There are a couple of points there. The IHRA definition is widely accepted internationally and, by adopting this non-binding definition, we underline the UK Government’s determination to tackle anti-Semitism wherever it occurs. On my noble friend’s other point, as she will know, Islamophobia is a complex matter and there are different views in this House on the issue. There has been strong opposition to the adoption of the all-party definition from a wide range of organisations, including Civitas, Policy Exchange, the Barnabas Fund and the Henry Jackson Society. It is an ongoing issue and discussions are continuing.
My Lords, there are some appalling examples of the Muslim community being harassed and suffering racial abuse. Why will the Government not adopt this definition when it has been adopted by hundreds of organisations, including many local authorities and police forces and, I think I am right in saying—perhaps the Minister can confirm it—by the Conservative Party in Scotland? We need to hear much more from the noble Lord and his party about how they will deal with this appalling abuse.
The noble Lord has picked up on what I just said: it is a challenging issue. I can reassure him that we intend to move as quickly as possible to come to a definition. As I said, it is important to discuss this fully and make sure that we get it right.
My Lords, we on these Benches deplore all attacks on any religious groups and we note particularly the huge rise in the deeply concerning issue of attacks on Muslims. The Minister will be aware of the media reports on Imam Asim of Makkah mosque in Leeds and his comments on free speech. Does the Minister agree with me and the most reverend Primate the Archbishop of Canterbury that Muslims and all religious groups deserve better media? Does he further agree that, alongside law, we need to seriously address this through education?
The right reverend Prelate is right. I had brief sight of the abhorrent hate crime addressed to Qari Asim and I condemn it utterly. He is also right that we need to work harder on the schools and education policy to be sure that young people are not ingrained in any of this despicable stuff.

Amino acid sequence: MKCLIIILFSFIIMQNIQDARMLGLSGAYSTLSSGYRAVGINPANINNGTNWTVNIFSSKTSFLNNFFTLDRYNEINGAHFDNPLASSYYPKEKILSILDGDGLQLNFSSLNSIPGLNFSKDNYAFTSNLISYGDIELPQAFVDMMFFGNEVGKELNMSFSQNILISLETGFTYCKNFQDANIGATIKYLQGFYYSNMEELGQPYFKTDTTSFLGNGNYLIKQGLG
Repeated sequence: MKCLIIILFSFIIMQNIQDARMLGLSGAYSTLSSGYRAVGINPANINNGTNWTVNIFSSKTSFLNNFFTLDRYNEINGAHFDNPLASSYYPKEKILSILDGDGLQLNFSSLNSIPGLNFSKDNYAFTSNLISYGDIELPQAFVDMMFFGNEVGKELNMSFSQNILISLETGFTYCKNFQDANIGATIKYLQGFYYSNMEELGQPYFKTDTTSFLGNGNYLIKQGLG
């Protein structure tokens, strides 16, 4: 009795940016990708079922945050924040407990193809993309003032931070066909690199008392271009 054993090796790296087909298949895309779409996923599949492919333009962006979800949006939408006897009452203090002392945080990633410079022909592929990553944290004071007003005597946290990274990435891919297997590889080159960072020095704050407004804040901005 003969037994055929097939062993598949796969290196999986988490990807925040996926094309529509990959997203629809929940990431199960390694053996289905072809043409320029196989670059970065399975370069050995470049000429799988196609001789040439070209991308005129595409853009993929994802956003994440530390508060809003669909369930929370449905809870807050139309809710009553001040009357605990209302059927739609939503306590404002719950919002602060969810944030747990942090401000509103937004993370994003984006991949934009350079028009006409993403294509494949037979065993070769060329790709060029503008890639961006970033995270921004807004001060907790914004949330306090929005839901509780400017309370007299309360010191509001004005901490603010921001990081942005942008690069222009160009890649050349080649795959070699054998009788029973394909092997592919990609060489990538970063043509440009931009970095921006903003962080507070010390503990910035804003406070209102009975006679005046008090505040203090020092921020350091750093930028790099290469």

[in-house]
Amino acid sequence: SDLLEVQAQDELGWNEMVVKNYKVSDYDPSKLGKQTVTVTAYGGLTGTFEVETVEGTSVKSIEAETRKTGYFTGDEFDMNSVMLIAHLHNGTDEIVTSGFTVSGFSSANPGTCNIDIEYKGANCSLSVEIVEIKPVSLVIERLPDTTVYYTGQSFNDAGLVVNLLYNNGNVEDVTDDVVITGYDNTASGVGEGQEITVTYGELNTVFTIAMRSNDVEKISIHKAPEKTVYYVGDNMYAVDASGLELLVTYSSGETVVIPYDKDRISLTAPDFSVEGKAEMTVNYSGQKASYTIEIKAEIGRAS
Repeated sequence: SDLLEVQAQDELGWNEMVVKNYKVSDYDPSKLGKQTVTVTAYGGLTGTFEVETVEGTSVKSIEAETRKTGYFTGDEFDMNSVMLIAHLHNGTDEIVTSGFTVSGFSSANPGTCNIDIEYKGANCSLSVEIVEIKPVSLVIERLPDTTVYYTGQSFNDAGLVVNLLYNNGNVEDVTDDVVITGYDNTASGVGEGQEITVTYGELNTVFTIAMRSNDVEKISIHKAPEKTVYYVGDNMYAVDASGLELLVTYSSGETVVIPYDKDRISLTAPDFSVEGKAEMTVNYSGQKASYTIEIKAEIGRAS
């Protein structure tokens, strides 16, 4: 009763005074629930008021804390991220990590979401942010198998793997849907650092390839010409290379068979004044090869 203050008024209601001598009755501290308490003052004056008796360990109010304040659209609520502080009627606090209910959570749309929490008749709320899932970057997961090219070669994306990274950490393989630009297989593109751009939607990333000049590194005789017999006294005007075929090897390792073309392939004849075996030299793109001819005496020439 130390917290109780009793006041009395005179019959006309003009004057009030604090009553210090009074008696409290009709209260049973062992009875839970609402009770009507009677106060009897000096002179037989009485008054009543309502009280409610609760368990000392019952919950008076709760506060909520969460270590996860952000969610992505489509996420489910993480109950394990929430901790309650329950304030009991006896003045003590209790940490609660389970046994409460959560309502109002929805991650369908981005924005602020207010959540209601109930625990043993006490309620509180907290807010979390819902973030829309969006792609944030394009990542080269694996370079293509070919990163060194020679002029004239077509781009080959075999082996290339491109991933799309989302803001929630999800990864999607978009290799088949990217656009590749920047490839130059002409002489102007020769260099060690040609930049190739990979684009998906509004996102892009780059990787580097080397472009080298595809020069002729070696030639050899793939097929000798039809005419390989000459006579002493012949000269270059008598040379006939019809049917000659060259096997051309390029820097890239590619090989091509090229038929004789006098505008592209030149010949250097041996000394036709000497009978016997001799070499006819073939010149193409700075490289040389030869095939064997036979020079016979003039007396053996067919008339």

My Lords, at a time when anti-Muslim and Islamophobic hate crime has spiked by over 500%, and given that the APPG definition was arrived at after widespread consultation with hundreds of academic organisations and now has the support of most mainstream political parties, chief police officers, councils, trade unions and the Scottish Conservatives, why have the Government decided to appoint two advisers to come up with a different definition? Can the Minister not see that doing that, and delaying coming to a non-binding position on this, leads to the community losing confidence in the Government even further because they appear to be kicking something as important as this into the long grass and not taking it seriously?
Not at all—we take it very seriously. The question asked by the noble Baroness is very similar to that from the noble Lord, Lord Kennedy. I say again that the definition goes against not only the Equality Act 2010 but international human rights law, which treats race and religion separately. Criticising somebody because of their race is regarded in international law as unacceptable, but criticising religions or beliefs is permitted. This remains a challenging issue, and we want to move quickly to resolve it.